Player of the week: Vice President Biden

Vice President Biden was admittedly apprehensive about serving as President Obama’s deputy. After all, he said years ago, he’d never had a boss before.

But by and large, Biden has been an asset to Obama. During the 2008 campaign, he helped subdue lack-of-experience criticism aimed at the Illinois senator. While Republicans repeatedly mocked Obama’s foreign-policy credentials, they could not direct that kind of fire at Biden, who served as chairman of the Foreign Relations Committee.

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Still, there has been tension between Obama and Biden. The ex-Delaware senator shoots from the lip, sometimes ineffectively, and that has sometimes bothered his boss, both on the campaign trail and during the past three years.  

Biden, who will turn 69 next month, has not ruled out a presidential bid in 2016. That’s a long way off, but he knows that he will have no shot of becoming commander in chief unless Obama is a two-term president.

Three years ago, Obama pulled away from Sen. John McCain (R-Ariz.) after the financial implosion. Biden put his foot in his mouth a few times, but it didn’t matter.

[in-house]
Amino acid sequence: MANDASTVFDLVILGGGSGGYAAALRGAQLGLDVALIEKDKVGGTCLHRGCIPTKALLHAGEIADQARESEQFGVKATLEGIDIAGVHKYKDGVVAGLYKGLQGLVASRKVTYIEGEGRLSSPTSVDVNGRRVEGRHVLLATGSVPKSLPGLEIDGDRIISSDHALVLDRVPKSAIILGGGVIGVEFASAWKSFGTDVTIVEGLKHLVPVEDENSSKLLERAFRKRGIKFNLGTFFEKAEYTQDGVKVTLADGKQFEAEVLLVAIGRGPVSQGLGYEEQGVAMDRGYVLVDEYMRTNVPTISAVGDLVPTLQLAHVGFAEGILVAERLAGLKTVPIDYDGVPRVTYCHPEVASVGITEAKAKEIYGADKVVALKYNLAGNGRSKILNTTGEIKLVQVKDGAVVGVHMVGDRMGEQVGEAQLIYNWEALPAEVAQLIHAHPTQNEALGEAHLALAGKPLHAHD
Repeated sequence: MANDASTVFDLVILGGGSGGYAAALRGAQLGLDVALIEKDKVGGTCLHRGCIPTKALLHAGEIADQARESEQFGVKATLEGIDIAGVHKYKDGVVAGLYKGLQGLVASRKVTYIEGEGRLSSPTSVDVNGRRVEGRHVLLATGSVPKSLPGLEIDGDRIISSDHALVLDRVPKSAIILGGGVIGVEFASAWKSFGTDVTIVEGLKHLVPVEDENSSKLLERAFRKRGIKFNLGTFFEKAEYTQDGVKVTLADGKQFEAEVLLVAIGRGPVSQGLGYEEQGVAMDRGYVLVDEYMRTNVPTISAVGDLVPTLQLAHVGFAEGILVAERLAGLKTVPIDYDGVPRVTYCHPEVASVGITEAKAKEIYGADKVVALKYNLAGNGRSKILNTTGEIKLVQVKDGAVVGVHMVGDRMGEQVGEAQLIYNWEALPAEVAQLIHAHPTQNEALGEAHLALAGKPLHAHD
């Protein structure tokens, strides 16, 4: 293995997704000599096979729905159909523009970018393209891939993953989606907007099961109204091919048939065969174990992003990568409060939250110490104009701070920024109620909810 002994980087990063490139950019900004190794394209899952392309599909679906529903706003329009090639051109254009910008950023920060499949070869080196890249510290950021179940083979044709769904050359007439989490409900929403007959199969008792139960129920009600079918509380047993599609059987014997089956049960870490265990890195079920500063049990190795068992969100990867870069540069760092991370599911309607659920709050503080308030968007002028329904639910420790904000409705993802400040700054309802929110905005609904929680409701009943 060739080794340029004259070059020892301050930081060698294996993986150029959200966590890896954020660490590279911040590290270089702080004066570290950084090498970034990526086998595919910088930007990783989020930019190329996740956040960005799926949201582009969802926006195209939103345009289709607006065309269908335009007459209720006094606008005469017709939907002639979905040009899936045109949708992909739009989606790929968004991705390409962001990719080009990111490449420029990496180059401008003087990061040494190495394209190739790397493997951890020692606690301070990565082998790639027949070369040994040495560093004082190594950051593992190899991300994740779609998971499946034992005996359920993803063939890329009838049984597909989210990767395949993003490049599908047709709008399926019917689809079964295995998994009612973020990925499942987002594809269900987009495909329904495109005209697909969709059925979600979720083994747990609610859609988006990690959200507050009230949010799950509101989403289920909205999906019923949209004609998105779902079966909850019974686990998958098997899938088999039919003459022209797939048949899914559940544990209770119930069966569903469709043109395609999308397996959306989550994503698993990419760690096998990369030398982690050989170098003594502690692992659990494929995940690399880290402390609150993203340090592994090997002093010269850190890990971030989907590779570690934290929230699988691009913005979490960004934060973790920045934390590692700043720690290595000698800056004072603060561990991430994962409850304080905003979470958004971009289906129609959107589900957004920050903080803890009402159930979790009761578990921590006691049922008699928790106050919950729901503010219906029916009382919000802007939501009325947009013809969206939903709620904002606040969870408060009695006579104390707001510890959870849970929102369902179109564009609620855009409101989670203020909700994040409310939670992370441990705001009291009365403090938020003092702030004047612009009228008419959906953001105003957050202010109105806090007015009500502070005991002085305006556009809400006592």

The Obama-Biden team seems highly unlikely to win 365 electoral votes, as they did last time. They’ll be happy if they get the bare minimum of 270.

The veep has shown again and again that he can’t be controlled, can’t be managed, can’t be handled. And Obama knows it.

Addressing 200 people gathered at a Chicago fundraiser last month, Biden said, “The president said, ‘Look, Joe, just go be Joe.’ So he let me loose.”

Biden will undoubtedly be an effective attacker on the campaign trail, which will be dominated by debates on jobs and the ailing economy. But he will also serve as a key Obama adviser in the coming months on the many thorny foreign-policy issues facing the U.S. in Iraq, Iran, Pakistan, Libya and Afghanistan.